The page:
Overwhelm dahlias - this is how you store dahlia tubers correctly

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Overwhelm dahlias - this is how you store dahlia tubers correctly: store

Throughout the summer, the flowers of dahlia give pleasure to many hobby gardeners in their own garden. Dahlias are subtropical flowers that are native to Mexico and other Central American countries. The secret to successfully cultivating the plants with the showy flowers is underground: in the dahlia tubers. When the first frosts arrive, it's time to relocate. What you have to pay attention to, you will learn in this article.


Dahlias, botanically Dahlia, are perennial, herbaceous plants that form tubers in the soil to survive. During the growing season, especially at the end of the flowering period, the dahlia stores various nutrients in these tubers in order to be able to drive out again in the spring. Since dahlias are used to warm temperatures, they are not sufficiently hardy for us. If you want a rich abundance of flowers again the following year, you should hibernate your plants properly.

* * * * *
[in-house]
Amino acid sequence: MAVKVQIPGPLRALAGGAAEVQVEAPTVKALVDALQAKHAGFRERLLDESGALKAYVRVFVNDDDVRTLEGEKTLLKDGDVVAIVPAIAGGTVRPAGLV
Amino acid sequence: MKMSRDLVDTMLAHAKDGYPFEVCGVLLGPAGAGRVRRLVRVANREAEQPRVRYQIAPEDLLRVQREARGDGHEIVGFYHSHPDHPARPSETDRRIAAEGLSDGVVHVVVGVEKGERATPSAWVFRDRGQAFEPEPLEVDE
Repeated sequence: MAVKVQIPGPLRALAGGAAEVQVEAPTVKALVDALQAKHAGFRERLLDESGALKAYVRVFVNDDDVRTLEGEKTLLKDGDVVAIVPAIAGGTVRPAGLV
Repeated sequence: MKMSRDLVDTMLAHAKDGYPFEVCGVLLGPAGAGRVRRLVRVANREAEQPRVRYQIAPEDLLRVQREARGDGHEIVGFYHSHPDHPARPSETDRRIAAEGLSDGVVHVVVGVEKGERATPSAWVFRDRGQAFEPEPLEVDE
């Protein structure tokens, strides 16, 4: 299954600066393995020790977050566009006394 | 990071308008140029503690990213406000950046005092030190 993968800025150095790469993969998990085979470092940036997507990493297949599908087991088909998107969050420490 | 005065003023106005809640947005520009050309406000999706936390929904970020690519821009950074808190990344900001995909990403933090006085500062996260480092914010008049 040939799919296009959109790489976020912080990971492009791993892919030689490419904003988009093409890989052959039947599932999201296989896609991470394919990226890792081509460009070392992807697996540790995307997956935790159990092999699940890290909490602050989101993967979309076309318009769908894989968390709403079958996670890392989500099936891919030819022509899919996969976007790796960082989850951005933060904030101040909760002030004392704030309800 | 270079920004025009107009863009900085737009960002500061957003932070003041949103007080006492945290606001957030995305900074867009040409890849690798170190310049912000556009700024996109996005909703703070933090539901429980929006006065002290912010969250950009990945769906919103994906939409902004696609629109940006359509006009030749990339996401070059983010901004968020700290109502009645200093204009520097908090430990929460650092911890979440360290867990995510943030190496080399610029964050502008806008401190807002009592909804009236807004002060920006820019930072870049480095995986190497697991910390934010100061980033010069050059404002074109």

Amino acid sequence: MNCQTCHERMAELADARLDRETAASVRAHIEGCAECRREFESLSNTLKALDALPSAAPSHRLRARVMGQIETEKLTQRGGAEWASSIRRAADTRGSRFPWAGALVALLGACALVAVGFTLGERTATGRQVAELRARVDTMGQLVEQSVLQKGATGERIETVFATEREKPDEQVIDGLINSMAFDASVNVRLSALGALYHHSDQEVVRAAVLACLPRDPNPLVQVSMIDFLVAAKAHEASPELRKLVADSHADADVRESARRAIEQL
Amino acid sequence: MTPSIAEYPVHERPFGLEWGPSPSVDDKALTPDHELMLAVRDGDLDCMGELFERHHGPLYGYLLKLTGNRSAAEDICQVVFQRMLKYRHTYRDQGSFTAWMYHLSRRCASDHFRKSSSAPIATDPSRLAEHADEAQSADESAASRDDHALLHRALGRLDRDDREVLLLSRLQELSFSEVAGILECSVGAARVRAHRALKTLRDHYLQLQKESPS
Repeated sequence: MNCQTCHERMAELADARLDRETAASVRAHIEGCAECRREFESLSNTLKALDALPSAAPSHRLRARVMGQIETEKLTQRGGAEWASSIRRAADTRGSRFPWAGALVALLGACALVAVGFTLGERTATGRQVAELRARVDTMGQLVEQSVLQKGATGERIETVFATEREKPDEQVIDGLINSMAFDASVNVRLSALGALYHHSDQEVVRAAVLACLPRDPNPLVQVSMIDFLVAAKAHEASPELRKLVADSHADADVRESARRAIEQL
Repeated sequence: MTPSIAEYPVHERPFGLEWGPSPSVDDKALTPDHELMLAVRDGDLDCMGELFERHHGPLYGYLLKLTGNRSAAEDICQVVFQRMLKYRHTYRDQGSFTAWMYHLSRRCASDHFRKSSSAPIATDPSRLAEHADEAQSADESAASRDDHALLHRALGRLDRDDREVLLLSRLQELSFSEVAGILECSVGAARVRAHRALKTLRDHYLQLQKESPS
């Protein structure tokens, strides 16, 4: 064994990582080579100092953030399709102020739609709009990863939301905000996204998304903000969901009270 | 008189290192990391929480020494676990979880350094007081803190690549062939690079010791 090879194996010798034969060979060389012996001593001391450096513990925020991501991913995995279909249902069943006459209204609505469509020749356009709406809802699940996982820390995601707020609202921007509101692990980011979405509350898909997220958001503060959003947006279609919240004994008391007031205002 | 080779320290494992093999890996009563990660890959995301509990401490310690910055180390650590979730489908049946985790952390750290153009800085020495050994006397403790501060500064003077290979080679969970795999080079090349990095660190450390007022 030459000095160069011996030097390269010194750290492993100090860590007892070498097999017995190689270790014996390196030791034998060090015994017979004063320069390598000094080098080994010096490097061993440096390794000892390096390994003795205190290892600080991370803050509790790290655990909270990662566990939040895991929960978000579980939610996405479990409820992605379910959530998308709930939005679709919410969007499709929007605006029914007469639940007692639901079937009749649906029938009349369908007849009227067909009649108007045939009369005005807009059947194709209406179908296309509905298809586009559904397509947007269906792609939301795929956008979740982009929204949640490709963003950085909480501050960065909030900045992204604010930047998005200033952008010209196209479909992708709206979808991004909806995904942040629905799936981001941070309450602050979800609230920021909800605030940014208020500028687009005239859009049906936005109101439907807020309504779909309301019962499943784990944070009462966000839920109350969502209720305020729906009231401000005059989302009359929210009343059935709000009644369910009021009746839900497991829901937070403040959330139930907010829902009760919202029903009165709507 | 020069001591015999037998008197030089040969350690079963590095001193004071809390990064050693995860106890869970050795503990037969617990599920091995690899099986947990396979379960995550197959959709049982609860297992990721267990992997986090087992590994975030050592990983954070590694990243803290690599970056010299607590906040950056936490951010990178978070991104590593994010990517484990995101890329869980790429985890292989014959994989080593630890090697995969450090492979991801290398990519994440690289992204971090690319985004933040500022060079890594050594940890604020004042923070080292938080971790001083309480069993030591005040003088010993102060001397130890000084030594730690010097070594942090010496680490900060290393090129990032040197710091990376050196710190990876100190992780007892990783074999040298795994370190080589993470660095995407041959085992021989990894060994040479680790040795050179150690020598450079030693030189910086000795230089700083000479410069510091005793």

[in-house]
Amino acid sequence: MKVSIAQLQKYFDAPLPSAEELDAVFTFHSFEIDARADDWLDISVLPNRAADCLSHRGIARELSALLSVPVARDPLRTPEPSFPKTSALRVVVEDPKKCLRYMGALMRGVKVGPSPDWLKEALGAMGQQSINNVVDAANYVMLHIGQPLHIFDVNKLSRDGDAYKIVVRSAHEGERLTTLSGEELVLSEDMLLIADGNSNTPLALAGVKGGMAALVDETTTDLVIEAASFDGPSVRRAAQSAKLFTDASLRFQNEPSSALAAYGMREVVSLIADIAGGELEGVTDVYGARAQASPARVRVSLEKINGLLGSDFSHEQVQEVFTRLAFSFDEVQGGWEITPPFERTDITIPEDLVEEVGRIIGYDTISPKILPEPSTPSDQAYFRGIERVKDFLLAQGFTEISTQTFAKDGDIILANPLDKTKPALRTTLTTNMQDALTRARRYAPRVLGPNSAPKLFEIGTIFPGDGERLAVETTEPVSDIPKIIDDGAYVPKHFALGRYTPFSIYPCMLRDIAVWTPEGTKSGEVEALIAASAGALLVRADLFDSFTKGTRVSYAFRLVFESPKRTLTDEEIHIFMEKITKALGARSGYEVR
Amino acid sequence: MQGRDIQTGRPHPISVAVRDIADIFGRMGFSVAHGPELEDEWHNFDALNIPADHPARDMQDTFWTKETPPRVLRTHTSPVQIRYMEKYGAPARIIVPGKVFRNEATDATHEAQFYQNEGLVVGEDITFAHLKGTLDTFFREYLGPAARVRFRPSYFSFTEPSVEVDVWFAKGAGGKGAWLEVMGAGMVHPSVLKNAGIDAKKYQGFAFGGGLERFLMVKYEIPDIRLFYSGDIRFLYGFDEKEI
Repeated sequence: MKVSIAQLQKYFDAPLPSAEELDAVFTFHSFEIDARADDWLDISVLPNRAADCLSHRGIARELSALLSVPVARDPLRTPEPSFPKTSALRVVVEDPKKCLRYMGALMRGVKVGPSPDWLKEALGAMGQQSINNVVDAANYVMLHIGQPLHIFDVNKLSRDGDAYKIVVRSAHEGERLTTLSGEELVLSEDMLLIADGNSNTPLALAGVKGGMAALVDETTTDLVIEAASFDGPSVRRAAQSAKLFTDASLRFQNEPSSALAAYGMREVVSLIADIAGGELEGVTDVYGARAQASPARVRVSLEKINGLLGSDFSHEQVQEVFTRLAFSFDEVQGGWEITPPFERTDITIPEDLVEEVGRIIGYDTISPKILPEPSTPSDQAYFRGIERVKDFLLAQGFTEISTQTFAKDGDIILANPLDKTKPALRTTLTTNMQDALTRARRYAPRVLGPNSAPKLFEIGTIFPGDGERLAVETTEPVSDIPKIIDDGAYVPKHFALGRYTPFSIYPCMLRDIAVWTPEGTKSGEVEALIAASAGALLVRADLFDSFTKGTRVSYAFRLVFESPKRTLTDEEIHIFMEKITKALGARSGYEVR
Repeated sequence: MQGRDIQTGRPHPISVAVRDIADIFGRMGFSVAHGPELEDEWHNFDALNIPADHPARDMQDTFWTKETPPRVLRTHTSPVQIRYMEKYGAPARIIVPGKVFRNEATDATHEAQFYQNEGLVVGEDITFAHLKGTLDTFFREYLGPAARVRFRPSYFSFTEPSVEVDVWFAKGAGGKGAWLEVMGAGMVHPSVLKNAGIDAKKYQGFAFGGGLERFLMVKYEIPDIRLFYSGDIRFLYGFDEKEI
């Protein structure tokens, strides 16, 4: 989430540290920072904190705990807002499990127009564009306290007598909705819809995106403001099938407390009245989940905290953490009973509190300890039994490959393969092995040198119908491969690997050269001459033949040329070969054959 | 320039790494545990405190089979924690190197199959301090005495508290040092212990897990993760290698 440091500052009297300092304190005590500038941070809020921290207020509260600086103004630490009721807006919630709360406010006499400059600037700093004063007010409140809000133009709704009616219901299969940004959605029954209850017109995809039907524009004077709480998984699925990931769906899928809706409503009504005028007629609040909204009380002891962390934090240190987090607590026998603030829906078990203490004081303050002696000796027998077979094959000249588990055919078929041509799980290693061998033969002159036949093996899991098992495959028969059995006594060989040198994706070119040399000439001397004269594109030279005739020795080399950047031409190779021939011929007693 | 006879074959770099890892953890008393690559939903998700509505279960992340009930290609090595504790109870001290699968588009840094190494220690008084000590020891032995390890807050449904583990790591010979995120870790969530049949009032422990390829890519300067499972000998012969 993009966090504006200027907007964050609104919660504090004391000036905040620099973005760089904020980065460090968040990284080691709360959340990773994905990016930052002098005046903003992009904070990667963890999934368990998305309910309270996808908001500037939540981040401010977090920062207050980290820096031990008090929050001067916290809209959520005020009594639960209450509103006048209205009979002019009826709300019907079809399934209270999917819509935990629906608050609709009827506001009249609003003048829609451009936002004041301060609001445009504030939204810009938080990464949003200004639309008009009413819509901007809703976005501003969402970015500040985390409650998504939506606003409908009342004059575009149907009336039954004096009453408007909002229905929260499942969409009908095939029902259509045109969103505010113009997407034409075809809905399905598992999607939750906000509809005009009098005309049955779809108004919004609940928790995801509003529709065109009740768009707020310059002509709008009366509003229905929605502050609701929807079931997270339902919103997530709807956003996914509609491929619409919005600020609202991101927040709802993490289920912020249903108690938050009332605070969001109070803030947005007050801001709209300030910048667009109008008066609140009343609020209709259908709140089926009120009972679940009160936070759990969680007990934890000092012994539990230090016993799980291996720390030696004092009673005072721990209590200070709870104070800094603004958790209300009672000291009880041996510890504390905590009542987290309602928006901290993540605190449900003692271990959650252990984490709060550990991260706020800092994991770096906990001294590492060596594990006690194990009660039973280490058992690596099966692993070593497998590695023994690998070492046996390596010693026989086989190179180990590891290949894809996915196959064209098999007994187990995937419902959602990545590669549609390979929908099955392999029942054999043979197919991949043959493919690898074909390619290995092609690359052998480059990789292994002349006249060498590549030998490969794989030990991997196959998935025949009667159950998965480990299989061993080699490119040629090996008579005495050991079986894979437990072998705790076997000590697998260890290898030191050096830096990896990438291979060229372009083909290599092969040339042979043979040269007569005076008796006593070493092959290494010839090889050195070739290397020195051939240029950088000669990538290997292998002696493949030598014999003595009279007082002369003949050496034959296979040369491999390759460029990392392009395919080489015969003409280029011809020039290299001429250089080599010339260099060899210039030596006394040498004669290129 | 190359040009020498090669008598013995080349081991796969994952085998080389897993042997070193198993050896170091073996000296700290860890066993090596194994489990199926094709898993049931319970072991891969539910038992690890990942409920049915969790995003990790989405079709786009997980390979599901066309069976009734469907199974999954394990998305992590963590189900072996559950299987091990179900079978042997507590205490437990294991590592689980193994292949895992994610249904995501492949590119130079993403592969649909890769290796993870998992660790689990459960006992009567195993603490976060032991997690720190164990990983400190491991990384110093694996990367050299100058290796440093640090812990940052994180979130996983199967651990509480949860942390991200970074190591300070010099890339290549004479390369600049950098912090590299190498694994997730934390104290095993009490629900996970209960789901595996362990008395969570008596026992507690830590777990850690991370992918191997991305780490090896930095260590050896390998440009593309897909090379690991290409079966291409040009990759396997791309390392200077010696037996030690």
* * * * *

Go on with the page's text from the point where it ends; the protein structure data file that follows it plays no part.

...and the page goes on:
winter possibilities

Since the dahlia is not hardy, the underground tubers must be protected from frost. There are different possibilities for this:
  • Excavate tubers and store in the basement
  • Leave tubers in the pot
  • Protect tubers from frost
The fewest losses are recorded when you remove the dahlia tubers from the garden bed or the plant container in autumn and store them in a dry place. All other methods do not reliably protect the tubers.

Hibernation in the pot

If you want to overwinter your dahlias in the plant pot, cut all shoots down to about 10 cm above ground level after the first frosts and dispose of the cut in the organic waste or on the compost. The pots are then placed in a cool, frost-free place where it should be dark. If the temperatures rise above 10 degrees, the Dahlia begins to drive out again. Keep the soil dry during the winter break to prevent mold and rot. So do not pour or spray.
Tip: Supply the tubers in the spring with fresh soil and a little fertilizer, then they can be made from the Eisheiligen back to the fresh air.

Hibernation in the field

Some gardeners overwinter their plants in the field. However, there is a great danger that the tubers will not survive the cold temperatures.
  • cut off dried shoots
  • at 5 to 10 cm above ground level